Body Styles, Trim Levels, and Options
The 2008 Kia Sorento midsize SUV comes in three trim levels: base, LX and EX. The base and LX are largely similar, though you'll go without cruise control, keyless entry and roof rails on the base model. Otherwise, you'll get 16-inch alloy wheels, a 10-speaker sound system with a CD/MP3 player, full power accessories, cloth seats and an eight-way-adjustable driver seat on these trims. The EX adds a larger engine, steering-wheel audio controls, a power driver seat, adjustable headrests, an auto-dimming rearview mirror, leather-wrapped steering wheel and shift knob and wood-grain interior accents.
In lieu of individual options, there are two packages. The LX Sport package adds 17-inch alloy wheels, foglights, side step bars, the leather-wrapped wheel and shift knob and specialized black cloth trim. Black leather seating can also be added to the Sport package. The EX Luxury package adds special wheels, a sunroof, dual-zone automatic climate control, leather seating, heated front seats and a six-disc CD changer.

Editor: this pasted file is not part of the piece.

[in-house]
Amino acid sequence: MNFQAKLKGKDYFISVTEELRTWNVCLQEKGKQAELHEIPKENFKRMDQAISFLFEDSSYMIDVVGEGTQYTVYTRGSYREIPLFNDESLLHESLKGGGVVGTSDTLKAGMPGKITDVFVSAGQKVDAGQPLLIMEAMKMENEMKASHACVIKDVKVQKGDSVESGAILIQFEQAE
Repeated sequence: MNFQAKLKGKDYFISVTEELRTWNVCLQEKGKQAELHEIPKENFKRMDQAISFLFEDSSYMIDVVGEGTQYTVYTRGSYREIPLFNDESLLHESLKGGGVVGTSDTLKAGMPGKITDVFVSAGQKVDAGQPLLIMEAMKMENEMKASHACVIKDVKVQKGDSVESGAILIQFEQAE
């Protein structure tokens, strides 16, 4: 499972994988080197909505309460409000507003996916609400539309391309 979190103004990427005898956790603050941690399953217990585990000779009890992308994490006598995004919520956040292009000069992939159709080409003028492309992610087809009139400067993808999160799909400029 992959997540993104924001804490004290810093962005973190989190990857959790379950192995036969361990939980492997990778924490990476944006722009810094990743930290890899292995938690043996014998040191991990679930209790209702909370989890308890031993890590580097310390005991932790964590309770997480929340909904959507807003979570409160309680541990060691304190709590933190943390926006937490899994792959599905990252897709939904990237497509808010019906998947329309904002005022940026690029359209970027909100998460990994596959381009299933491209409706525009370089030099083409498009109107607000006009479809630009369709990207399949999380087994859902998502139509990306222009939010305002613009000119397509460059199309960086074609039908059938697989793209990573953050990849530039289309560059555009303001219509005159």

Powertrains and Performance
A new 3.3-liter V6 debuts to power the base and LX trim levels. It's rated at 242 hp and 228 pound-feet of torque and is mated to a five-speed automatic transmission that allows you to choose between automatic or manual-shift modes. With this drivetrain, the Sorento is rated to tow up to 3,500 pounds. The EX retains the 3.8-liter V6 engine introduced last year that pumps out 262 hp and 260 lb-ft. It's also matched to the five-speed automatic gearbox and has a maximum tow rating of 5,000 pounds.
Both trims can be had in either two- or four-wheel drive. The standard 4WD system is an off-road-oriented part-time system. The luxury package-equipped EX model features an automatic "Torque-On-Demand" 4WD system that can automatically engage the front wheels for improved all-weather performance.
As is typical for a truck-based SUV, the 2008 Sorento's fuel economy is not a strong point. Estimates range from 16 mpg city and 22 mpg highway for the 3.3-liter V6 2WD version to 15/20 mpg for the 3.8-liter V6 4WD version.